[Date Prev][Date Next][Thread Prev][Thread Next][Date Index][Thread Index][Subject Index][Author Index]

Re: Little skulls...

Pat Norton wrote:

<I've read some speculation that the immature
dromeosaur skulls found a few years ago in the nest of
an Oviraptor may be the remains of food brought by the
adult O for its young. I thought about that again this
summer as I watched a pair of Osprey catch fish to
feed their young. I noticed that the Osprey always ate
the head of the fish before bringing it to the nest.
I've since been told this is a common behaviour among
carnivorous birds and that they probably do it to
ensure that the prey does not pose a danger to the
chicks, either by biting them or thrashing about.>

  The nessecity of swalling fish first would not
decapitate the animals. Humans, I think, are the only
lifeform that habitually decapitate their fish; others
adapted to eating fish swallow the animals whole. The
point is, fish going down backwards have all sorts of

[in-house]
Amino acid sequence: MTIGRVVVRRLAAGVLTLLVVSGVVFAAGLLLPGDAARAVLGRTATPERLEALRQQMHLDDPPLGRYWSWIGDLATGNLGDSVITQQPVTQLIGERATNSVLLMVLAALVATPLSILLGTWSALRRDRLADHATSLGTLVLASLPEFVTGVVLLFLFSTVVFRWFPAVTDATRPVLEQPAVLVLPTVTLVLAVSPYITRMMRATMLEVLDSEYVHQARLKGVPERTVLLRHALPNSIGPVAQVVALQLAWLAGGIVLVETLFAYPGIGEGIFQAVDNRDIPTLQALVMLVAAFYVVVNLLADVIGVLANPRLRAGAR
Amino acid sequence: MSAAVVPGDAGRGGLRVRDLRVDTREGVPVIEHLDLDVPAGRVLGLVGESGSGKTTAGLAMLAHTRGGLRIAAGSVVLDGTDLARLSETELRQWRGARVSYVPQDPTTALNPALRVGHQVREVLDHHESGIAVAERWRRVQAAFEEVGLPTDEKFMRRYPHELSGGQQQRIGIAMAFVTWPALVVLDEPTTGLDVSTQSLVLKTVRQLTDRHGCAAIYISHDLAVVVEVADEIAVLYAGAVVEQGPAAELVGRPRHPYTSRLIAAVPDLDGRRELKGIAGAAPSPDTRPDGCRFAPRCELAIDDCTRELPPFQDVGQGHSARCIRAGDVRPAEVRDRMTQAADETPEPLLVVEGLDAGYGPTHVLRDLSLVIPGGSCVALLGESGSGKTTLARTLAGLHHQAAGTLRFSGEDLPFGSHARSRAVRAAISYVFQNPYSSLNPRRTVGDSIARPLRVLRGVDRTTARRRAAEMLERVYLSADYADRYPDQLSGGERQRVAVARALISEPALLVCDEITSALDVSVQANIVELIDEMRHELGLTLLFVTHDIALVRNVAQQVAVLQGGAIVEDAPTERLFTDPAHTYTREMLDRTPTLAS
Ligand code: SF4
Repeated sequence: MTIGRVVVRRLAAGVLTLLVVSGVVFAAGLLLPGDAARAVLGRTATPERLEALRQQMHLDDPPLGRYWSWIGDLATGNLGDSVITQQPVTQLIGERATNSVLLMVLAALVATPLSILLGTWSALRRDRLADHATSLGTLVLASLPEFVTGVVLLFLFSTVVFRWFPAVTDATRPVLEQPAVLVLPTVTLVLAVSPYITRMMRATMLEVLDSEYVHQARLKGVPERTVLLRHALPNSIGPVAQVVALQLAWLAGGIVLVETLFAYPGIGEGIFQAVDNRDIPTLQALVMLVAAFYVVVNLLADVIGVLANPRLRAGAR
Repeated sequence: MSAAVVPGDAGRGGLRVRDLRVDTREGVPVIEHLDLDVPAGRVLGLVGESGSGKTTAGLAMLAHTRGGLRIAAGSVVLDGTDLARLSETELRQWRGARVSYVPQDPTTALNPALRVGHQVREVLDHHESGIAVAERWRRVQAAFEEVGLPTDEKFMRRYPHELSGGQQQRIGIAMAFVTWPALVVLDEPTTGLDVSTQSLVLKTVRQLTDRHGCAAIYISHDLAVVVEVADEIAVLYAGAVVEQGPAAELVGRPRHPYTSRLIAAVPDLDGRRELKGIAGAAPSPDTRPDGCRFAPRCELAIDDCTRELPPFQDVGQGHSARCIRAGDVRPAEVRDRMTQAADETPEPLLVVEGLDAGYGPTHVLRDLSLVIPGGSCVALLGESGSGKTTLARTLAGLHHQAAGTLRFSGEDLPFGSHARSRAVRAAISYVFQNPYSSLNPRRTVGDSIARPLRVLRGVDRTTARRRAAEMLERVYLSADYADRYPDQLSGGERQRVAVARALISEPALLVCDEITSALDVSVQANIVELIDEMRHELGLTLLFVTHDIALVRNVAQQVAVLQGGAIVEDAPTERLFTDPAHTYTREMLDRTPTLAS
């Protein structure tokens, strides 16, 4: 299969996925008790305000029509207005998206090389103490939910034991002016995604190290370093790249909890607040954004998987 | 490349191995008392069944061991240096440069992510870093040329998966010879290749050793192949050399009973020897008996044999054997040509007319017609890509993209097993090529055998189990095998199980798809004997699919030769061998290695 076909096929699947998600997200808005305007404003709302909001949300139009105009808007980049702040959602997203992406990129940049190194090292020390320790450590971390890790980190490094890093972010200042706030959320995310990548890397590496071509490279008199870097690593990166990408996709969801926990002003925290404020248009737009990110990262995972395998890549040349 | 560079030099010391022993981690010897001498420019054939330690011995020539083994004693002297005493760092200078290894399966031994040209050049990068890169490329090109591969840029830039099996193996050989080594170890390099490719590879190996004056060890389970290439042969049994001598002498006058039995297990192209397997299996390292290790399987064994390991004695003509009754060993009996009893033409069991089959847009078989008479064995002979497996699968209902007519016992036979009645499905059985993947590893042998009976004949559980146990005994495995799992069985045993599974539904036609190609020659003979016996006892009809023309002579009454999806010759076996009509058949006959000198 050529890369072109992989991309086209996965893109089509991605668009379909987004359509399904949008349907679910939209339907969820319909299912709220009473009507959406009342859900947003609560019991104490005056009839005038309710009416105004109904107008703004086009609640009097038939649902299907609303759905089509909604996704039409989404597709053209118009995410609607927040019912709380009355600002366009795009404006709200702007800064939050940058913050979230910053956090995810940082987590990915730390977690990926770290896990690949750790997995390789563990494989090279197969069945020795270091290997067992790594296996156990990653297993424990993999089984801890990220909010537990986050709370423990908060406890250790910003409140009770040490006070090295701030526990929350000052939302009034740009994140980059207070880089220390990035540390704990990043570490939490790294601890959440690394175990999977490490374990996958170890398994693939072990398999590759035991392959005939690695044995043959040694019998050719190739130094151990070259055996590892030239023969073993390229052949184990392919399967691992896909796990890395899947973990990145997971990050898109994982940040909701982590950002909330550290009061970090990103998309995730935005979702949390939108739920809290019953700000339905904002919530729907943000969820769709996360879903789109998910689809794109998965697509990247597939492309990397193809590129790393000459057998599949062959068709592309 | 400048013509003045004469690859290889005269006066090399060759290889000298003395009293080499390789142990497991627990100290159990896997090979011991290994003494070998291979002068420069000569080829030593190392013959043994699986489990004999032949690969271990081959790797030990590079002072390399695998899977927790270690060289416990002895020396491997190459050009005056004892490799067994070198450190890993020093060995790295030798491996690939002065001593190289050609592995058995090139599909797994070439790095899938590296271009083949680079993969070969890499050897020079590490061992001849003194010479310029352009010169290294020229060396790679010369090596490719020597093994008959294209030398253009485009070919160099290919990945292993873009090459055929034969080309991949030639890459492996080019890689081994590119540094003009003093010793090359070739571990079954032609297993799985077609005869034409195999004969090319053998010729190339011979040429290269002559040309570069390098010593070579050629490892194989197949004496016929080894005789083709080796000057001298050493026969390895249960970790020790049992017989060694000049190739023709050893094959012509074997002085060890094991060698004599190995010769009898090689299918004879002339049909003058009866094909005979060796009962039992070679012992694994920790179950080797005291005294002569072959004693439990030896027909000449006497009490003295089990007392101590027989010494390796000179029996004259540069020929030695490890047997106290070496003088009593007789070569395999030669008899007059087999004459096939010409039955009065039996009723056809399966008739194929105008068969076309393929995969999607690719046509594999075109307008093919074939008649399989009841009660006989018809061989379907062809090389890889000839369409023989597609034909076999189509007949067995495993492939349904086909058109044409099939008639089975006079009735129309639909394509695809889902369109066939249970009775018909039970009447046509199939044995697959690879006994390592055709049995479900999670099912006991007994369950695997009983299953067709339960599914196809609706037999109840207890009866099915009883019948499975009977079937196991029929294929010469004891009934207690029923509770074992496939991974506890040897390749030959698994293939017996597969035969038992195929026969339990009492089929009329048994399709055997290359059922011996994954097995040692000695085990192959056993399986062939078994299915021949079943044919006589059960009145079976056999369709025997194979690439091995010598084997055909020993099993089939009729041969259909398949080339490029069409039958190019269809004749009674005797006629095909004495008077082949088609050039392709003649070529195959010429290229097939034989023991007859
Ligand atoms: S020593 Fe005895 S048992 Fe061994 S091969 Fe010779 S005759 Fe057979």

things that could lodge in the throat, such as fins,
and scales, and rigid barbels, etc., so it's rather a
good idea to swallow head first, where nothing really
pokes back.

<I don't know the precise location of these little
skulls in the nest relative to the adult O, but I'm
curious if they could represent the stomach contents
of the adult--who may have eaten the heads of the prey
the way Ospreys and other birds do today.>

  Norell; Clark; Dashzeveg; Barsbold; Chiappe;
  Davidson; McKenna; Perle; Novacek. 1994. A theropod
  dinosaur embryo and the affinities of the Flaming
  Cliffs dinosaur eggs. _Science_ 266: 779-782.

  The two skulls (both with snouts, partial orbits,
lower jaws, and one (not pictured in several articles
describing the find) with a partial braincase) were
found associated with the broken fragments of eggs
next to the fragment preserving the embryo. Norell et
al. state that the skulls demonstrate a degree of
ossification comparable to the ovi embryo, suggesting
these were either hatchlings or embryos. I wouldn't be
too surprised if it was the latter, secured from
dromie nests by the indelible egg-cracking device that
is the ovi head. However, I know of no such animal
that regurgitates only _part_ of the animal, much less
just the skull, so the relatively bony head may have
been severed from the fleshier body for consumption
reasons prior to "feeding time."

Jaime "James" A. Headden

"Come the path that leads us to our fortune."

Qilong---is temporarily out of service.
Check back soon.
Do You Yahoo!?
Bid and sell for free at http://auctions.yahoo.com